Wednesday, August 21, 2013

On Bad Days And Defiance

Yesterday was not a good day for me. First, I awoke to read about the government raid on the Guardian office resulting in the destruction of computers containing some of the material leaked by Edward Snowden on illegal state surveillance. Eerily reminiscent of the U.S. Department of Justice raid on the Associated Press back in May, there is little doubt in my mind that these are actions designed to cast a deep chill, not only on journalists themselves, but also on their sources, many of whom demand an anonymity that can no longer be guaranteed.

The second blow to my day was learning that Elmore Leonard, a peerless master of crime fiction, a writer of prodigious output, had died at the age of 87. If you have never read one of his post-western novels, give one a try. If, like me, you have an affinity for things slightly off-kilter, you will appreciate Leonards's slightly bent characters and impeccable ear for language and dialogue. Even though he enjoyed a long life, I am saddened that I will never again read a new work by him.

While nothing can stop the tide of time and mortality, much can be done to stand together against the tyranny of the state. The basis of that stand has to be access to information that allows us to decide for ourselves where truth lies, not where the state and the corporate-driven media wants us to believe it lies. And the basis for that information must be unfettered journalism, not journalism cowed and confined by intimidation tactics. In today's Star, Heather Mallick writes passionately about the issue.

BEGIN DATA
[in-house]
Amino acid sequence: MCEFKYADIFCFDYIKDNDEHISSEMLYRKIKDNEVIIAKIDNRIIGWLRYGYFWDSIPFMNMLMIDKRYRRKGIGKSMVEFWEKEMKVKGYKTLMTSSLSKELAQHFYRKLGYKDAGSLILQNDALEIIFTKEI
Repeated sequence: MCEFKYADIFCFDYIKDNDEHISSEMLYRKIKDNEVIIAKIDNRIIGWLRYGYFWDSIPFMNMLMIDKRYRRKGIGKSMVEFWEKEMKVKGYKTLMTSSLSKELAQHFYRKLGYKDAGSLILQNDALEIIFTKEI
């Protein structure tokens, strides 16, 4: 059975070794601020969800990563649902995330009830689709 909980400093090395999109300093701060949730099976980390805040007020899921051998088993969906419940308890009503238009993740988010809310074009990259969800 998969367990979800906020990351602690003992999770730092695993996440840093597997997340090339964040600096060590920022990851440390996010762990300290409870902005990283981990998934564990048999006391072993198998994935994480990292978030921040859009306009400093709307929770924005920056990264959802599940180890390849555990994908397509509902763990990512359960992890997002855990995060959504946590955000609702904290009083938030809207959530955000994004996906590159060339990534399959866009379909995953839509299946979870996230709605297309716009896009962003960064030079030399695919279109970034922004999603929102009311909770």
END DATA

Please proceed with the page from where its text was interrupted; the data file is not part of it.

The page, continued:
Entitled Like food, we need good reporting to survive, Mallick, reflecting on the outrage at the Guardian, observes that there is a

... common attitude floating in the ether: that secret information must not be reported. Citizens — including in Canada, a most secretive country — must not know about who governs us, how they behave and how they keep us under surveillance so that we may be quickly pulled in on a hook.

She goes on to make two assertions that seem irrefutable to me:

Opposing reporting is like opposing food. We need food the same way we need information about where and how we live, globally, nationally and locally. Those intolerant of lactose and gluten may not like traditional milk or bread. But we still need and like food.


Without reporting, we fail as a democracy.

Creeping state interference with our ability to know, understand and assess information and activities does not bode well for our way of life. People who think otherwise, embracing and/or promoting willful ignorance instead of enlightenment, are doing great harm to each of us.

They are the real enemy we should all be on guard against.


  1. Democracy cannot survive, Lorne, when governments treat citizens like mushrooms by keeping them in the dark and throwing manure on their heads.

    1. I read your post this morning, Owen, and that certainly seems to be the strategy/philosophy Harper is avidly pursuing through his tiresome trick of proroguing Parliament, yet another powerful sign of his withering contempt for us and our democratic institutions.